I like that last photo, too. I've been inside Lincoln Center and admired the very 60's glass chandeliers. I consider them to be a very iconic example of design of the 60's and 70's, which was a period that very definitely had its own signature (unlike the 80's).
The long awaited Second Avenue subway opened on New Year's Eve (for dignitaries only and then to the general public on New Year's Day).
While it is not totally complete, it will provide service to three new stations at E72nd, E86, and E96th streets. (this is only Phase One and only runs just under 3 miles).
Second Avenue has been one of the most conjested transit corridors in Manhattan and the new line will provide much relief.
While many see this as a boon, many, many others fear and rightfully so, tenants of both residential and commercial properties will likely be priced out.
This saddens me greatly as I know this section of NYC intimately, and have continued to stay in that neighborhood annually even after I moved from living there. What has been described as an intrinsically boring neighborhood, people live there because of it's stability versus excitement.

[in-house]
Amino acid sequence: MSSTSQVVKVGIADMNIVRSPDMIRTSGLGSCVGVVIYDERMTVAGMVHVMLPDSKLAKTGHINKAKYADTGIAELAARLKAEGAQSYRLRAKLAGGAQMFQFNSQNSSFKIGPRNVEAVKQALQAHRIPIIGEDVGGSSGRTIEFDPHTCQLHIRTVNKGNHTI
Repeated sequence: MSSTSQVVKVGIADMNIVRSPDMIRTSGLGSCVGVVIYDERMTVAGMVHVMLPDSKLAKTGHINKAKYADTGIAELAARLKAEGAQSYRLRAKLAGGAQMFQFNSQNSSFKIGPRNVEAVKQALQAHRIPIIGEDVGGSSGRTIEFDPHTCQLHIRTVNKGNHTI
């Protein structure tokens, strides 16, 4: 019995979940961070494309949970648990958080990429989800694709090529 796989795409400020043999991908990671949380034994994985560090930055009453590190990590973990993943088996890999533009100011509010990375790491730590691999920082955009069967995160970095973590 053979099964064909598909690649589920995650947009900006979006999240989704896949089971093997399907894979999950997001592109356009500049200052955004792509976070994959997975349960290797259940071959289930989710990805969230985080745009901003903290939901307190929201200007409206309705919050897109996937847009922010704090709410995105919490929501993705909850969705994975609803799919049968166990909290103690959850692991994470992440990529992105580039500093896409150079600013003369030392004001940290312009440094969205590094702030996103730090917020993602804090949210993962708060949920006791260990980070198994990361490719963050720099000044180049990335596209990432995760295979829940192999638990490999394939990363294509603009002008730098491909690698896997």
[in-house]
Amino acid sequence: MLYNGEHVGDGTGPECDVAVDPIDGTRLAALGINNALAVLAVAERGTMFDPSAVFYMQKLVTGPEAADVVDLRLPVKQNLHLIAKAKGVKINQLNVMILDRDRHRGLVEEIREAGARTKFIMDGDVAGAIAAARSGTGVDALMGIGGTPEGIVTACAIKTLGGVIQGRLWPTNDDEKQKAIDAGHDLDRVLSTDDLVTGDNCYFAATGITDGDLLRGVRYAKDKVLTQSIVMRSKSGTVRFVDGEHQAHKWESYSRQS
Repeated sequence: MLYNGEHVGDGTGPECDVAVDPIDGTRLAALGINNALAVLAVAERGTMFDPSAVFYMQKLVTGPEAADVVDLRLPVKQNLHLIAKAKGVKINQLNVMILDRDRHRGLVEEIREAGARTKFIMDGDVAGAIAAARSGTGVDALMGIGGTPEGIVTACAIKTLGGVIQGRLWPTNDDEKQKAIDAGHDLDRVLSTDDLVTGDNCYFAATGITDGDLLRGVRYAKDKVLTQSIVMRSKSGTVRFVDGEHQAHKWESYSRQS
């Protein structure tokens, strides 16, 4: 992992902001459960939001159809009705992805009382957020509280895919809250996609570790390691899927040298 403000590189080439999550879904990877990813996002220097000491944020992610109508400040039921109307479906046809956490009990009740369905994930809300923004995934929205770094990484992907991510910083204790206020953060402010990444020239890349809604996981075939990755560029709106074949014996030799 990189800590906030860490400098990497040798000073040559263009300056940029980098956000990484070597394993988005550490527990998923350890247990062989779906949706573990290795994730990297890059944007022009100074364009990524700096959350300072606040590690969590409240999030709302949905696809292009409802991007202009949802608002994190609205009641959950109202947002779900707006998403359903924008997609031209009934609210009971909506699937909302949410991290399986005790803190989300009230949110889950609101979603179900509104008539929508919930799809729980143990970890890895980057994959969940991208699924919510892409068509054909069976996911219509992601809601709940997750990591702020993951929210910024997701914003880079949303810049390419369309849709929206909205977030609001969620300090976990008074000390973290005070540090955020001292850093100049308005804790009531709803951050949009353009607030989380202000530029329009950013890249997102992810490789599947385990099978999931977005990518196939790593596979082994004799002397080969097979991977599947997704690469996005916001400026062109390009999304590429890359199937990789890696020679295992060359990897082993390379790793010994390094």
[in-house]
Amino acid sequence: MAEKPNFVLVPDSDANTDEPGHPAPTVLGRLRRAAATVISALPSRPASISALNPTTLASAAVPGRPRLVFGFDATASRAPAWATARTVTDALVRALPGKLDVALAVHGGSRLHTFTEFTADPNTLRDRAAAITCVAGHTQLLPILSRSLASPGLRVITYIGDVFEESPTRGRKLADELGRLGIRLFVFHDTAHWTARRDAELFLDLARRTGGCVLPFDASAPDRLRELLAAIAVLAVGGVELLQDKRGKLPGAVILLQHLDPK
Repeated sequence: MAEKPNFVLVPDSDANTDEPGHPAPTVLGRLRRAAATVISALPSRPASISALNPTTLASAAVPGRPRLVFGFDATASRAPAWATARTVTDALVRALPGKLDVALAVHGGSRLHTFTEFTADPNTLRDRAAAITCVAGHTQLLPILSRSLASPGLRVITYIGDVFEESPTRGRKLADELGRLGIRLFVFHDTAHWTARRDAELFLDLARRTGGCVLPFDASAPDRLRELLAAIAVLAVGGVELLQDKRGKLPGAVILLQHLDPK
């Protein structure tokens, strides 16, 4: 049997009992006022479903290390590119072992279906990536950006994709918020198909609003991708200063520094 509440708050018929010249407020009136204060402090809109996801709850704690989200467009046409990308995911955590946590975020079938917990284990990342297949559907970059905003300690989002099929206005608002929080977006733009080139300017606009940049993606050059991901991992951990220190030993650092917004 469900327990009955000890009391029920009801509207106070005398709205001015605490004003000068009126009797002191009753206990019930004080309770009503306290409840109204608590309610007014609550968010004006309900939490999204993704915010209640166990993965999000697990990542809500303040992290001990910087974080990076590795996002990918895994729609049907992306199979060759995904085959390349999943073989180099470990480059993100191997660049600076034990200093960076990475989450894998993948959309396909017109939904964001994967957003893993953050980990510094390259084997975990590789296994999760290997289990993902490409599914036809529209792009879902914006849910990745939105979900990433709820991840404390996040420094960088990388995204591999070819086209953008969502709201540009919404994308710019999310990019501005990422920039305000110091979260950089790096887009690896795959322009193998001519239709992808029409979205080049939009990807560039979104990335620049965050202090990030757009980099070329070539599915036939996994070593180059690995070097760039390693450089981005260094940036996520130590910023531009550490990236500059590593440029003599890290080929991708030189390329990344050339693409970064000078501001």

Lifelong residents and merchants of the area will likely be displaced as rents double. There are some attempts by some neighborhood groups to protect affordable housing and retail.
On a similar note, I just learned that Honest Ed's, seen here in a photo I took in Toronto in 2010:
closed on December 31st. The store as well as the entire city block it was on, which included old houses that had been rented cheaply to artists and tradespeople so that they could live in the centre of Toronto, was sold to a real estate developer in 2013. Everything will be knocked down and replaced with high-rise condos, offices and some shops. The store had been open for 68 years and was a source of cheap stuff for many people over the years.